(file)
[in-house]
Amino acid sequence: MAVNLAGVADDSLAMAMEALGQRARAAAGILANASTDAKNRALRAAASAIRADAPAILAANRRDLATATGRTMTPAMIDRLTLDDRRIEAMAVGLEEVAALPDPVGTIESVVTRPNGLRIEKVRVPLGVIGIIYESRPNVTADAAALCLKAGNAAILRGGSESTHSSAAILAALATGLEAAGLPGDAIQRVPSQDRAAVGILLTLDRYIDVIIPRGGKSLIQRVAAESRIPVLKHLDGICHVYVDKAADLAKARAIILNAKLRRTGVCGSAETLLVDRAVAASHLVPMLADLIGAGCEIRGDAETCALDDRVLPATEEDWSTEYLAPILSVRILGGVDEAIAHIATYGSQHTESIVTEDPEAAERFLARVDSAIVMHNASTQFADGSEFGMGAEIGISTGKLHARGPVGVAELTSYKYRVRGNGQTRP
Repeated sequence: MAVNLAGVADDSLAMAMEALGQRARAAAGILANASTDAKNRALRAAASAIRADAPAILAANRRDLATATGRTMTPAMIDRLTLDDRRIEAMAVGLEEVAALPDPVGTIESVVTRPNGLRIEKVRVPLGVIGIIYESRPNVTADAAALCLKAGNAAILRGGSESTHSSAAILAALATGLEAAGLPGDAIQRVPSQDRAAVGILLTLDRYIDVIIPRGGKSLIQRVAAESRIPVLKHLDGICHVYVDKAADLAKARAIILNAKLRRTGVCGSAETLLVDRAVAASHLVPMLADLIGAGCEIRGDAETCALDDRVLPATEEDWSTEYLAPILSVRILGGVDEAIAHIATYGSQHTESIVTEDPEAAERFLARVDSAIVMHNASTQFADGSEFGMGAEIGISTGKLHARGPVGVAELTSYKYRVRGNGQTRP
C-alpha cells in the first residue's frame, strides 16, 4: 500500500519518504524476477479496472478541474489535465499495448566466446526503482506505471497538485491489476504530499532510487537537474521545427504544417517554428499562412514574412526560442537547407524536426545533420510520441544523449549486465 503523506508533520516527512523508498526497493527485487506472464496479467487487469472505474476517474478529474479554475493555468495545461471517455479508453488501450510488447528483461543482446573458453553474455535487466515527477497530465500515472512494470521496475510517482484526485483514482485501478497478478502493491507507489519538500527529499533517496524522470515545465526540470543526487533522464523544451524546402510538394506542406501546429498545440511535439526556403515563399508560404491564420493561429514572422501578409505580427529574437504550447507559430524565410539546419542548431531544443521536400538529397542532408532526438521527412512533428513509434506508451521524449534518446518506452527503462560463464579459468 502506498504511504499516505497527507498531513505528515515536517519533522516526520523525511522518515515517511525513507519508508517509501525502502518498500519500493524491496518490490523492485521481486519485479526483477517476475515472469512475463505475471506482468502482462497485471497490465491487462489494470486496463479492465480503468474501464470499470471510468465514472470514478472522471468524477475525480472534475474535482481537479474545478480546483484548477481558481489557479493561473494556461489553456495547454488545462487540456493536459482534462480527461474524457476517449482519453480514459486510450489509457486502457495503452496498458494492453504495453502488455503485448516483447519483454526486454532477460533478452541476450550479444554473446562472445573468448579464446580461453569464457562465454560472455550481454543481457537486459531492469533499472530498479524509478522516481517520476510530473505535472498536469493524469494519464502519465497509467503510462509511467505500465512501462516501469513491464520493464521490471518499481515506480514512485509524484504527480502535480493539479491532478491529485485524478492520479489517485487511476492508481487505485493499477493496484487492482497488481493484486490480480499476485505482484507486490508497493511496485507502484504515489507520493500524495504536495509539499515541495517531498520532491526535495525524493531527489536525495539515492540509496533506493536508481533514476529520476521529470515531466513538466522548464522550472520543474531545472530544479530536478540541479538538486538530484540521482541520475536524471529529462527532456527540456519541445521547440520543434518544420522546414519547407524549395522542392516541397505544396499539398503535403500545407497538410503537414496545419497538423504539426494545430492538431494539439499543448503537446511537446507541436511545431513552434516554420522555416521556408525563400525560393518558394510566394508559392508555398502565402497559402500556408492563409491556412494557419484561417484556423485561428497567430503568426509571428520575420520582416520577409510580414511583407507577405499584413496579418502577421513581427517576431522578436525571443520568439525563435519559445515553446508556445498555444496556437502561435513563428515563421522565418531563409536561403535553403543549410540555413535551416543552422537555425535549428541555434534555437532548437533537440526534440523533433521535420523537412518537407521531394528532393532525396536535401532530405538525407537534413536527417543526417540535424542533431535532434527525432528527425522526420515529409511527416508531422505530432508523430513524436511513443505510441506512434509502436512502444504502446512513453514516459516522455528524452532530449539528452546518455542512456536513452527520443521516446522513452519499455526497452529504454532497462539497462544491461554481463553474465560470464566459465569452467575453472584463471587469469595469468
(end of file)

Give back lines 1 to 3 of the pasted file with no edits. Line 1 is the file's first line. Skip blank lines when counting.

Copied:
[in-house]
Amino acid sequence: MAVNLAGVADDSLAMAMEALGQRARAAAGILANASTDAKNRALRAAASAIRADAPAILAANRRDLATATGRTMTPAMIDRLTLDDRRIEAMAVGLEEVAALPDPVGTIESVVTRPNGLRIEKVRVPLGVIGIIYESRPNVTADAAALCLKAGNAAILRGGSESTHSSAAILAALATGLEAAGLPGDAIQRVPSQDRAAVGILLTLDRYIDVIIPRGGKSLIQRVAAESRIPVLKHLDGICHVYVDKAADLAKARAIILNAKLRRTGVCGSAETLLVDRAVAASHLVPMLADLIGAGCEIRGDAETCALDDRVLPATEEDWSTEYLAPILSVRILGGVDEAIAHIATYGSQHTESIVTEDPEAAERFLARVDSAIVMHNASTQFADGSEFGMGAEIGISTGKLHARGPVGVAELTSYKYRVRGNGQTRP
Repeated sequence: MAVNLAGVADDSLAMAMEALGQRARAAAGILANASTDAKNRALRAAASAIRADAPAILAANRRDLATATGRTMTPAMIDRLTLDDRRIEAMAVGLEEVAALPDPVGTIESVVTRPNGLRIEKVRVPLGVIGIIYESRPNVTADAAALCLKAGNAAILRGGSESTHSSAAILAALATGLEAAGLPGDAIQRVPSQDRAAVGILLTLDRYIDVIIPRGGKSLIQRVAAESRIPVLKHLDGICHVYVDKAADLAKARAIILNAKLRRTGVCGSAETLLVDRAVAASHLVPMLADLIGAGCEIRGDAETCALDDRVLPATEEDWSTEYLAPILSVRILGGVDEAIAHIATYGSQHTESIVTEDPEAAERFLARVDSAIVMHNASTQFADGSEFGMGAEIGISTGKLHARGPVGVAELTSYKYRVRGNGQTRP